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Micropigmentation boom could signal future removal demand

Article-Micropigmentation boom could signal future removal demand

Dr. Brandy
Pittsburgh — Micropigmentation procedures to create permanent eyeliner or enhance the appearance of the eyebrows are increasing in popularity. However, as the number of persons who undergo those tattooing procedures grows, it is likely that so, too, will the number seeking correction or removal.

Dr. Dover
Dominic Brandy, M.D., cosmetic dermatology fellowship instructor for the University of Pittsburgh, directs three skin centers in Pennsylvania and Ohio at which micropigmentation procedures are performed by trained estheticians.

"There seems to be a definite increase in demand for permanent eye makeup in recent years," Dr. Brandy tells Cosmetic Surgery Times. "That trend can be attributed in part to the growing size of the aged population, as older persons, who find it difficult to apply makeup because of their deteriorating vision or fine motor skills, seek micropigmentation as an alternative. However, the growth in these procedures extends across all age groups, as more younger women want to look their personal best at all times," he says.

Jeffrey S. Dover, M.D., associate clinical professor of dermatology, Yale University School of Medicine, New Haven, Conn., and a dermatologic surgeon in Boston, does not offer micropigmentation in his private group practice. However, among patients who come to see him for other reasons, he has noted that permanent makeup is becoming more and more common.

"When I ask patients about their experience, the majority seem to be very pleased with the results. However, micropigmentation is an art form, and the key to consumer satisfaction is to have it performed by a trained expert who is likely to achieve a result that is even and natural-looking. Unfortunately, not all persons who perform these procedures are as skilled as they should be," Dr. Dover says.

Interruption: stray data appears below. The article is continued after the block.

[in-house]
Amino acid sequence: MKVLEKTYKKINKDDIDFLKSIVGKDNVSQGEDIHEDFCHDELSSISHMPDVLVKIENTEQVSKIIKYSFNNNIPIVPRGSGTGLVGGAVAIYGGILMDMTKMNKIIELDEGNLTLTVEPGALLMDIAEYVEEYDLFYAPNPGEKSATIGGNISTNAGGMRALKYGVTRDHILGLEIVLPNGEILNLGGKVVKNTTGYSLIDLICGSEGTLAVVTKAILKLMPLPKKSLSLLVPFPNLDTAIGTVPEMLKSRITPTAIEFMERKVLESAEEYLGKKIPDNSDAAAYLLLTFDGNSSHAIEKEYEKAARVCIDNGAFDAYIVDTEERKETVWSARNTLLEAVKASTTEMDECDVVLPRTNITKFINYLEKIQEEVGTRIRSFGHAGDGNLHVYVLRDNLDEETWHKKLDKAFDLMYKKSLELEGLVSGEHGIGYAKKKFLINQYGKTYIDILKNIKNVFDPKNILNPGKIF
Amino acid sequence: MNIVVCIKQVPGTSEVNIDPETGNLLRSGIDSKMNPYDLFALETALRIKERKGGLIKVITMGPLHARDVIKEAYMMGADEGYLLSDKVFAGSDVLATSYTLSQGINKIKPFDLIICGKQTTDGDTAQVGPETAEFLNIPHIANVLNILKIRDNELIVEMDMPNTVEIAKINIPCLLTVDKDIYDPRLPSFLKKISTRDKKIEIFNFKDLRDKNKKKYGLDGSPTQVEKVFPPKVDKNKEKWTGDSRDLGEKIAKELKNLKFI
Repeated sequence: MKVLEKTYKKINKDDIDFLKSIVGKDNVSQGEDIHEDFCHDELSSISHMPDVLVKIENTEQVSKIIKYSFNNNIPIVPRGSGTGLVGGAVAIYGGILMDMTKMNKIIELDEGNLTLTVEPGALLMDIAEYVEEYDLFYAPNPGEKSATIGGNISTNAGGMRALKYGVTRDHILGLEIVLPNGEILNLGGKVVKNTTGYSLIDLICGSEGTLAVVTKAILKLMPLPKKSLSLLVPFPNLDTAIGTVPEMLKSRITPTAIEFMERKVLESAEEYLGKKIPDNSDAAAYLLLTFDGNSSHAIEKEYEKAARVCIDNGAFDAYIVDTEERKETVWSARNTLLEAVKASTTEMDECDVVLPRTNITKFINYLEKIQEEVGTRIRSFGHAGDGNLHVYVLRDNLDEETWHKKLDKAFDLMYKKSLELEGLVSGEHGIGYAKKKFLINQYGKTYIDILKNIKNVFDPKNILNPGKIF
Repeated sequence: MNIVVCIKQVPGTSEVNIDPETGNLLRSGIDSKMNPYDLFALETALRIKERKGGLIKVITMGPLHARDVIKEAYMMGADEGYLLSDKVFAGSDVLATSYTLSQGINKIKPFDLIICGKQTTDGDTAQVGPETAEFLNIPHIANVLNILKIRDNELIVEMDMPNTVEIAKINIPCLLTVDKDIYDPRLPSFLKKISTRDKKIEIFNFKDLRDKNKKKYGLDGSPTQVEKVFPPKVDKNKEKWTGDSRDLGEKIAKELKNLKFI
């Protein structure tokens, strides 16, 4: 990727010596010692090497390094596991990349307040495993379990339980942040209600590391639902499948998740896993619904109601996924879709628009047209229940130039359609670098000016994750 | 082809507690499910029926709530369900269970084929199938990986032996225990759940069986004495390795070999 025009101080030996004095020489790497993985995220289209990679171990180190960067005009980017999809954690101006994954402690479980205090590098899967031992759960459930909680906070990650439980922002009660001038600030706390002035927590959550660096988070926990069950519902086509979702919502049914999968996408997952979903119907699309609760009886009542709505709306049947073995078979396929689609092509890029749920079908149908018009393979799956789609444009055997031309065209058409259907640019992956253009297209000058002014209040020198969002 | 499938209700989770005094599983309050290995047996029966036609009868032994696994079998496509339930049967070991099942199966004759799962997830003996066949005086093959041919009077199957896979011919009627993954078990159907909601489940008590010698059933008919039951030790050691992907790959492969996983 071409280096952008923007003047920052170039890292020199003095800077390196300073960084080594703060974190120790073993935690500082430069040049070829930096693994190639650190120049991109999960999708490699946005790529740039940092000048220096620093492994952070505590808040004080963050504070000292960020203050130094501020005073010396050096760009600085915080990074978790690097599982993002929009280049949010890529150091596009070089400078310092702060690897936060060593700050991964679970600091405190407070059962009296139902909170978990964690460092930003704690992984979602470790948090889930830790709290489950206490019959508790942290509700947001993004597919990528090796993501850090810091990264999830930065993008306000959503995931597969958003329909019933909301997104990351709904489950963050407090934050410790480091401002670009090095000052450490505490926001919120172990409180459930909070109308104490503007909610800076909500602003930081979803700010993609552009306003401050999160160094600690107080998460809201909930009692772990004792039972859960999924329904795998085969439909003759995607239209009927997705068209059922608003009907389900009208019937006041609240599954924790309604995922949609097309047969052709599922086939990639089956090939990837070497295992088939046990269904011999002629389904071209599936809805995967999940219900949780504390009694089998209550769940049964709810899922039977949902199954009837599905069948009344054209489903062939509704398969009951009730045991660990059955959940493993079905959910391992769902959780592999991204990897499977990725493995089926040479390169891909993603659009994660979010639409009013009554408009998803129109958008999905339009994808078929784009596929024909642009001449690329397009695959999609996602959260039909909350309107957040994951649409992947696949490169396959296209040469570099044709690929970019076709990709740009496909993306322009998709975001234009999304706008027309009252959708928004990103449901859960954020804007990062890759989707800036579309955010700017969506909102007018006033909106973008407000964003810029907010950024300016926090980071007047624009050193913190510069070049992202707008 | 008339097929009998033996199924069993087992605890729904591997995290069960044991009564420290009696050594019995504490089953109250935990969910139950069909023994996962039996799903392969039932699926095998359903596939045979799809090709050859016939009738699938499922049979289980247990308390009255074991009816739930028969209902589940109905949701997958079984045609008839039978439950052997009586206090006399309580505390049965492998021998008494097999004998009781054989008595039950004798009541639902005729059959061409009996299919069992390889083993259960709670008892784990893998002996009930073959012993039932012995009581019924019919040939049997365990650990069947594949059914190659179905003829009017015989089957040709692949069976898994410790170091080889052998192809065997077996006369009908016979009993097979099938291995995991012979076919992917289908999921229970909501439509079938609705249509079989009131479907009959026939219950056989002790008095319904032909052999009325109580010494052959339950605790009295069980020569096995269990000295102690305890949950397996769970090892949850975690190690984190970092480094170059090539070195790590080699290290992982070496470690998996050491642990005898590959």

Motivations for removal

Disappointment with the end result and the development of complications are two reasons why persons might seek cosmetic tattoo removal. In addition, individuals who have been pleased with their permanent makeup for years may grow dissatisfied over time as a result of changing anatomy or personal preferences. Tattooed brows that have dropped over time secondary to facial sagging may cause a person to look very heavy-eyed, or the "look" conferred by the permanent makeup may no longer correspond to the individual's lifestyle, Dr. Dover notes.

"One of the problems with permanent makeup, and particularly eyeliner, is that it presents a fixed appearance that is not always appropriate for all social occasions. Over time, women who have had these procedures may find that they do not want to look like they are always ready to attend a formal event," Dr. Dover says.

Laser best option

A number of methods have been described for removing cosmetic tattoos, including microdermabrasion, excision, and bleaching by filling the tattoo instrument with alcohol or glycolic acid and running it over the previously tattooed skin. However, surgical and mechanical techniques carry risks that include scarring, pigmentary abnormalities and alopecia. Laser treatment in the hands of an expert seems to offer the safest and most effective approach for cosmetic tattoo removal, say Dr. Brandy and Dr. Dover.

Nevertheless, doctors should be aware of certain caveats relating to the need for eye protection and the color of the pigment that has been used.

Dr. Dover has vast experience with laser surgery, including for tattoo removal. When removing eyebrow tattoos, the eyes are covered with gauze or metal goggles, whereas additional safety precautions are needed for removing permanent eyeliner, including the use of a metal eyeshield and anesthesia (topical ophthalmic and local infiltration) to prevent facial movement that could result in inadvertent ocular exposure to the laser. Use of a small spot size (2 mm) is also desirable for optimizing targeted energy delivery and avoiding damage to the eye and eyelashes.

If the tattoo contains only black pigment, it can be removed using a Q-switched ruby (694 nm), Q-switched alexandrite (755 nm) or Q-switched Nd:YAG (1064 nm) laser. Complete clearance is often possible, although patients should be prepared to undergo multiple treatments, Dr. Dover says.

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